Finding and disinfecting enough drinking water to meet your needs is a top survival priority in an emergency. In light of the COVID-19 pandemic, we are creating a series of articles to make your social distancing a little easier and more enjoyable. With many cities closed and with curfews, access to clean water at all hours of the day can be a challenge, so we've put together a list of the best ways to filter water at home naturally:
This tried and true method is the easiest to do at home with little equipment (plus, if you have an electric stove and the power goes out, you can do it on a grill!) Boiling is enough to kill pathogenic bacteria, viruses, and protozoa (WHO, 2015). If the water is cloudy, allow it to settle and filter through a clean cloth, paper towel, or coffee filter. Bring the water to a boil for at least a minute.
Plants can purify water
Plants are natural water filters both on the surface and in the water. Hikers and other outdoor adventurers use plants in the forest for drinking water, but you can do the same at home. There are a wide variety of plants that you can use to filter your water.
-Cilantro is one of the most common household items that can purify water. Just grind it and filter the water through it. This herb can even remove heavy metals as effectively as charcoal filters. You can also use lemon peels, the core of a cactus, and pine branches.
-The banana peels can be saved to filter the water! The researchers found that these shells can be used effectively to remove contaminants and bacteria from the water. This is because there are banana peels that stick to any potentially toxic material and wash it out of the water. All you need to do is chop and mash them to use as a filter.
-Cactus leaves and their sticky core within cactus leaves (mucilage) have been known to remove sediment from water throughout history, and research has found that it can also remove arsenic and bacteria. Boiling the mucilage with contaminated water creates a buoyant film that can be easily skimmed, creating safe, drinkable water for those in need. The technology was used successfully during the 2006 Haiti earthquake, where displaced people needed clean, potable water.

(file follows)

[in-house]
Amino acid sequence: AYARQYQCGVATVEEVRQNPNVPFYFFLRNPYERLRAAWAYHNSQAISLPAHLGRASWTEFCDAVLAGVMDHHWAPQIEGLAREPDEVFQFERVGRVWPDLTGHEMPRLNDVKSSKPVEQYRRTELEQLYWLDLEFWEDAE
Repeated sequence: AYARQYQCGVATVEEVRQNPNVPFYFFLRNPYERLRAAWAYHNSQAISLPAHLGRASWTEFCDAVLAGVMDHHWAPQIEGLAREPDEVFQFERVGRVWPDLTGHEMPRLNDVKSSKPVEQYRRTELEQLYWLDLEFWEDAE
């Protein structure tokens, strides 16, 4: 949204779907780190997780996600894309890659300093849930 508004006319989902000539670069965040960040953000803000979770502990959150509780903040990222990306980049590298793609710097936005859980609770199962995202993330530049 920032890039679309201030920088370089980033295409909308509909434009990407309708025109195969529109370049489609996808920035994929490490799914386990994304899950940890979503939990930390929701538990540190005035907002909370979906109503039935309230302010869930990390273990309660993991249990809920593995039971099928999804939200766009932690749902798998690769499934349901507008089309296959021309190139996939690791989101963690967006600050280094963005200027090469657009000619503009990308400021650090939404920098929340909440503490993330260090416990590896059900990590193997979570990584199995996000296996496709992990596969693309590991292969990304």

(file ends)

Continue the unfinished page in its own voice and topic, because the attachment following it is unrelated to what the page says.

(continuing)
-Xylem plants are so effective at purifying water that an MIT research study on a white pine shows how they were able to sift dirt, bacteria and even stain them from the water, they also effectively removed 99% of E. coli bacteria . The same tissue that delivers the life-giving sap to all parts of the tree also traps bacteria. It's even possible that using the correct type of xylem plant can also filter out some highly toxic viruses.
Sunlight (ultraviolet light)
It is well documented that solar energy can be an effective means of cleaning polluted water. This is because ultraviolet (UV) light destroys the formation of DNA bonds in microorganisms, thus preventing them from reproducing and thus rendering them harmless. The cheapest and easiest way to disinfect water? Sunlight. Just leave a clear glass or plastic bottle in the sun for six hours. Solar water disinfection is an old method promoted by the World Health Organization for areas where access to clean water is limited. UV rays in sunlight destroy microbes to make water safe.
Ceramic and gravity pots
Gravity and a clay pottery pot are all that is needed for this technique. UNICEF and the Water Sanitation Program received praise for providing Cambodia with ceramic water filters, a purification system that reduced the prevalence of diarrheal diseases by 50%. The porous nature of ceramic prevents nearly all bacteria and protozoa from reaching the water supply, specifically reducing E. coli by 99 percent.
Iodine has been used to disinfect water for nearly a century, and you can keep tablets in your pantry for when you have trouble. It has advantages over chlorine in both convenience and efficacy, and many people find the flavor less potent. It appears safe for short and medium term use (3-6 months), but doubts remain about its safety in long term use. It should not be used by people with an allergy to iodine, people with active thyroid disease, or pregnant women.